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"I think there is a side of being in debt that people don’t realise."

Updated: Jul 13, 2022




Tracie came to the Money A+E Advice service for support when she was losing sleep over rent arrears. Here is her story.

‘Last April my daughter decided to move out. I was living in a house in Lewisham, and Universal Credit had already taken away £75 of my money, because of bedroom tax.


When she moved out, they took away another £75. I did have three bedrooms and I’d lived there for 30 years; when my daughter decided that she wanted to move out, she was 28, she wasn’t a child.


I got in touch with my housing association, and they said that they would move me into a one-bedroom [property]. I wanted to stay in the area so I still had my friends and my support network around me, but there just wasn’t anywhere.


It took from the April ‘til the October for them to move me, and all that time I was having £150 deducted from my [Universal Credit housing allowance] each month. So I got into quite a bit of arrears with my rent.


"My gas bills, my electric bills and everything were getting a little bit behind each month. I didn’t go out at all during that time."

I was having to borrow money off of my son. And my gas bills, my electric bills and everything were getting a little bit behind each month.


I didn’t go out at all during that time. That’s why the depression kicked in, and then got even worse. It’s why they’ve actually said now, that I am unfit for work.


I’m dealing with it, but it’s taken a long time to get back to normal. I wasn’t going to sleep and when I did, I kept having not very nice dreams about there being bailiffs on my doorstep.


 

Just before I moved, someone told me about Money A+E. They said to me: go to them, and ask them if they’ll help you.


Paul [Money Coach] definitely went above and beyond for me. Every time I phoned and texted him, he texted back almost immediately.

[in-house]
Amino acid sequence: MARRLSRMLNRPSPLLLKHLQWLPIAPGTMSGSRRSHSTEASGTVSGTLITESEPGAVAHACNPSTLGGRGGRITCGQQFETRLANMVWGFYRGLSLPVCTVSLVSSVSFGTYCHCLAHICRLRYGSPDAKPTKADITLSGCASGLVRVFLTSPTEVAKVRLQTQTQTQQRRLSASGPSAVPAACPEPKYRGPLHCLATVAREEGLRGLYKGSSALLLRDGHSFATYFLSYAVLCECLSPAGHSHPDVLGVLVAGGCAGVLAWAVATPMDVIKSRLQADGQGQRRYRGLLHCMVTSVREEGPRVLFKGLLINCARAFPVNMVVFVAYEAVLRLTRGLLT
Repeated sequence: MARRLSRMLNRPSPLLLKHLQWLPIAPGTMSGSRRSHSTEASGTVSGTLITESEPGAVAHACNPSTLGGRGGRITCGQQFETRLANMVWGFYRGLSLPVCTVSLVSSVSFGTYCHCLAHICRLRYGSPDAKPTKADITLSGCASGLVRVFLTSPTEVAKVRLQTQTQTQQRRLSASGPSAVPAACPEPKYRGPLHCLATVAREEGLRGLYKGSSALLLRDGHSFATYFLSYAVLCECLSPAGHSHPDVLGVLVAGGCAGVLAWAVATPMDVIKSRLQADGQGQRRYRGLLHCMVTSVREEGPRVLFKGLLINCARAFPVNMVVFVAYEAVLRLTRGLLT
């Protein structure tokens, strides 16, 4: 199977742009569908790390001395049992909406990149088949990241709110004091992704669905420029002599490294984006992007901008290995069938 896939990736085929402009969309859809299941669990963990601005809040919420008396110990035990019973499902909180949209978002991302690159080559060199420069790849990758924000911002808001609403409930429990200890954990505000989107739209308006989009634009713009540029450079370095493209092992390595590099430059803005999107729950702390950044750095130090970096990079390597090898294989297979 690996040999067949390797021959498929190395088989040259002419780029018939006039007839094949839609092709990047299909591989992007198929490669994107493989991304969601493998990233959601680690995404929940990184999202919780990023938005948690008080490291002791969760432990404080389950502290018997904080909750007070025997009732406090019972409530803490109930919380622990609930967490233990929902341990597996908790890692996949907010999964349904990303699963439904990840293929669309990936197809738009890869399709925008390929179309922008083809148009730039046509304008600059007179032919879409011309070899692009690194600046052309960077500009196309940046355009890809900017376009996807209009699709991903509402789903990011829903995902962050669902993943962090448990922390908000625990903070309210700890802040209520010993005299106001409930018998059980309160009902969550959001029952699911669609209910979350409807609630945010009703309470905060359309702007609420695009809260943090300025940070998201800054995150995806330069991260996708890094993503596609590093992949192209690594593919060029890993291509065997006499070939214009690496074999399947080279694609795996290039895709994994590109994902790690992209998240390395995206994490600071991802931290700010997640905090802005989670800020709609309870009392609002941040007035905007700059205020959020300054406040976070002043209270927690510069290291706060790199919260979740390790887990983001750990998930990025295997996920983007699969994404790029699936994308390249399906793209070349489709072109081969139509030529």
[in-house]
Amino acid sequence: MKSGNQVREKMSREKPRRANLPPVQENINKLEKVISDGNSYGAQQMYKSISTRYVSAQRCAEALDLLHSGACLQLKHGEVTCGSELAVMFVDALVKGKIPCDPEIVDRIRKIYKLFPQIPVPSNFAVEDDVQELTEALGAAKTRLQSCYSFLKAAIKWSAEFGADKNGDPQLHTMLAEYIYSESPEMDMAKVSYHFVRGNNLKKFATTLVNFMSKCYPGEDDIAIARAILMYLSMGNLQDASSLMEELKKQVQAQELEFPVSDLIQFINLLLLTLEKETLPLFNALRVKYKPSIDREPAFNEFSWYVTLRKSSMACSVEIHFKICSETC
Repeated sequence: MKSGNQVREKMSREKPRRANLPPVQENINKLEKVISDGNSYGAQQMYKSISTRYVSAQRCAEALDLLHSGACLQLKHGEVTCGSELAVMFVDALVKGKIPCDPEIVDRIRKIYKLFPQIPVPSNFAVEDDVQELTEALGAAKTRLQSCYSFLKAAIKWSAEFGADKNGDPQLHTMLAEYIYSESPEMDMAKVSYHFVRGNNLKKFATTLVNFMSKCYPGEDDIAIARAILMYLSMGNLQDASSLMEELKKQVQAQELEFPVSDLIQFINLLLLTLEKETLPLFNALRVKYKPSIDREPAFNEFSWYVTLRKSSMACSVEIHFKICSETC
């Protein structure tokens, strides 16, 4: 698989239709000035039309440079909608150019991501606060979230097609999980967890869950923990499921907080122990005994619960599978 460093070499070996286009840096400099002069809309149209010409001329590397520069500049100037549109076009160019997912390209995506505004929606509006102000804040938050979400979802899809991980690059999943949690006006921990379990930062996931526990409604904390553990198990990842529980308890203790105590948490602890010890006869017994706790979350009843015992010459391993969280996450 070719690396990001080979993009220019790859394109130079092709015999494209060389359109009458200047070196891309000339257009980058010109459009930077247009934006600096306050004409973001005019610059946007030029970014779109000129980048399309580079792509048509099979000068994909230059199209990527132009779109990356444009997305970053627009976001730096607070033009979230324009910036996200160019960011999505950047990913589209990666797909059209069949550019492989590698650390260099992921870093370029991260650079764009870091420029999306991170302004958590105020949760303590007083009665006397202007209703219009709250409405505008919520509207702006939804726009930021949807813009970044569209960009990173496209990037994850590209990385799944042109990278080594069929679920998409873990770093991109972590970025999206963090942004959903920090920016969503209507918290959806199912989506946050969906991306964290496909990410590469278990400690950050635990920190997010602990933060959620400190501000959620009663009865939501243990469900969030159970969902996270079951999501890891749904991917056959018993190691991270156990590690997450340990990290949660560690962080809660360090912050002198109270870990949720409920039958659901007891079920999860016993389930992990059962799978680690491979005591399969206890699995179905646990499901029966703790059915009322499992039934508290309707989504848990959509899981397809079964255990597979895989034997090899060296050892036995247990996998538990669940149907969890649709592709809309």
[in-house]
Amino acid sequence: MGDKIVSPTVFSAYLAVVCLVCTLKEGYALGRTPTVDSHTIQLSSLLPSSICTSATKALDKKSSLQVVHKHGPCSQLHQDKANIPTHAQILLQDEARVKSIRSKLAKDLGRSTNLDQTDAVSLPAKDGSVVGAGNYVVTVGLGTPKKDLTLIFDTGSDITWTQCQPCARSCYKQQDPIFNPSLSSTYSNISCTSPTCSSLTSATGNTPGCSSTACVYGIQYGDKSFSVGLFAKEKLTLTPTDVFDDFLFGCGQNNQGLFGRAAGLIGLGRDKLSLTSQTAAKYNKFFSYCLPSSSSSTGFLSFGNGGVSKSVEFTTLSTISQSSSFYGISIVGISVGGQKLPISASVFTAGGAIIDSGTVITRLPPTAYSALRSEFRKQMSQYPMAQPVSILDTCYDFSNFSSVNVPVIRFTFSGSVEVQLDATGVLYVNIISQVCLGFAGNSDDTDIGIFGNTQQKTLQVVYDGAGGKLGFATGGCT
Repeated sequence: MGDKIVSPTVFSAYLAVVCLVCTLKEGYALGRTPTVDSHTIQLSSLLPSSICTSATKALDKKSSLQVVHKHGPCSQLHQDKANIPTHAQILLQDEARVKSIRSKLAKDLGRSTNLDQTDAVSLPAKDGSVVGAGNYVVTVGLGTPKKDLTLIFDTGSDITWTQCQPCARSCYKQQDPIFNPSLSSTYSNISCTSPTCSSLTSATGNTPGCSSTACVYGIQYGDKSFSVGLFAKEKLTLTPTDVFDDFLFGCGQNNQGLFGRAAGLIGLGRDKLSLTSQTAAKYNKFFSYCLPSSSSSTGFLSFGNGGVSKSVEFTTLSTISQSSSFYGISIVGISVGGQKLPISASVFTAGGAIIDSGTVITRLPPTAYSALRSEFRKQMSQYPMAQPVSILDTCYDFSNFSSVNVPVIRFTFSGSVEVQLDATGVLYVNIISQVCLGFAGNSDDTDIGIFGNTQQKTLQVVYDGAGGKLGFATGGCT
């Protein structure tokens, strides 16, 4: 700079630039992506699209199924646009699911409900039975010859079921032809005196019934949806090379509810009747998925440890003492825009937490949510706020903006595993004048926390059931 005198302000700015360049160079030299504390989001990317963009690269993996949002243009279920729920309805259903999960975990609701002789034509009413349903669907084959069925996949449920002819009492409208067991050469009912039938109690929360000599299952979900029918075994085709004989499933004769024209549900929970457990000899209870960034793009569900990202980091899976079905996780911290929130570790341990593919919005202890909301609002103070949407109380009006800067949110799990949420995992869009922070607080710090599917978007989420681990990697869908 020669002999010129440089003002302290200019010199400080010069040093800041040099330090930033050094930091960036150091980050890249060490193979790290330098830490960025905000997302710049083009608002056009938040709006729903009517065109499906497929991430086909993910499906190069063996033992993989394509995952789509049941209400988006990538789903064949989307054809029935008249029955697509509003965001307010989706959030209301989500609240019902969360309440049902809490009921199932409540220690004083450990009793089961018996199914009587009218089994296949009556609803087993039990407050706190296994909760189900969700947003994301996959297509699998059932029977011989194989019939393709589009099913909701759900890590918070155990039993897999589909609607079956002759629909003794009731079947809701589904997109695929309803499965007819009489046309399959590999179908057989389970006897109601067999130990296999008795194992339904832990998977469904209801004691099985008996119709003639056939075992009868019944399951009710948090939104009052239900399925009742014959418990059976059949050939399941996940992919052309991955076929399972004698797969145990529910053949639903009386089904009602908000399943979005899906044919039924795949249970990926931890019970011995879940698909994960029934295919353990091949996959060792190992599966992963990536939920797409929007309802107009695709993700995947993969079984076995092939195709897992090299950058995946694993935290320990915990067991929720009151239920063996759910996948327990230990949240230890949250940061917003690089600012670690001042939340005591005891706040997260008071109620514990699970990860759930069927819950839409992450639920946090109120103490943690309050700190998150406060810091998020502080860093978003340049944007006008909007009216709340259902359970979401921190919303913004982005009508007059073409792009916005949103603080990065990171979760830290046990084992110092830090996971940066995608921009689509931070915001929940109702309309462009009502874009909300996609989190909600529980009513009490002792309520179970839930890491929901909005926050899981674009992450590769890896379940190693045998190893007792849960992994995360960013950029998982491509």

He worked out how much to pay back each month on my rent, and he talked to the housing association and got me down to the minimum [monthly repayment] that they would take.


"[Receiving money advice] made a lot of difference. Paul got me to the stage where I knew that no-one was going to take away my home."

He also helped me with getting [deductions] off my Universal Credit lowered. I do owe [the DWP] money from a long time ago, but if I’m honest, I don’t know what that’s for. I know that I owe them the money, but about 5 years ago, I had a brain tumour and I have very little or no memory.


Now, I don’t actually remember giving birth to my children. I know they’re my children and I love them dearly, but I have no memory of their childhood or of giving birth to them or anything. Everything is missing there.


Before the tumour I worked for a hardware store in Catford, I was on tills. Now, everything has to be done with notes, I have to put sticky notes everywhere. And if I’m cooking, I have to use a timer, otherwise I’ll set the place alight!


But that’s fine, I’m learning to live with that.


 

Now, I live in a one-bedroom bungalow in Bexley. My friends and family are back in Lewisham, or in other parts of London.


I think there is a side of being in debt that people don’t realise. They understand that you’ve got no money – but it’s what that leads to. For me, it means that I can’t afford to do nothing, I can’t afford to go nowhere. So then I stay in, and then I get worse. It makes me insecure. And that is the problem I think as well: what it does to your mental health.


"I think there is a side of being in debt that people don’t realise. They understand that you’ve got no money – but it’s what that leads to."

[Receiving money advice] made a lot of difference. Paul got me to the stage where I knew that no-one was going to take away my home, and where I can put my electric on and not stay awake all night worrying about it.


He couldn’t make the bills go away, and I wasn’t asking him to do that. But he gave me that ability to sleep of a night knowing that it is sorted.


I still get letters, saying that I’m in arrears with the rent – but they come out automatically from the housing association, and I’m paying it off, so I don’t worry about it too much.


That’s why I don’t mind sharing my story: because Paul gave me that peace of mind that I needed.’


Service funded by the British Gas Energy Trust




 

Name: Tracie

Location: Bexley, London

Age: Late 50s

Lives with: Alone

Occupation: Former retail worker

Advice included support with:

Restructuring Tracie’s rent repayments, and liaising with her housing association to reduce these as much as possible (to £15/month approx.).


Making applications for the Warm Home Discount (energy bills), and Council Tax Reduction - both of which were successful.


Reducing deductions from Tracie’s monthly Universal Credit allowance from £50 to £1/month. These are for a previous Housing Benefit overpayment.


Applying to the Thames Water ‘WaterHelp’ scheme to reduce water bills by 50%.


Applying for Personal Independence Payment (PIP); application result pending.



Figures are correct at time of writing and may be approximate

All images used are stock photos



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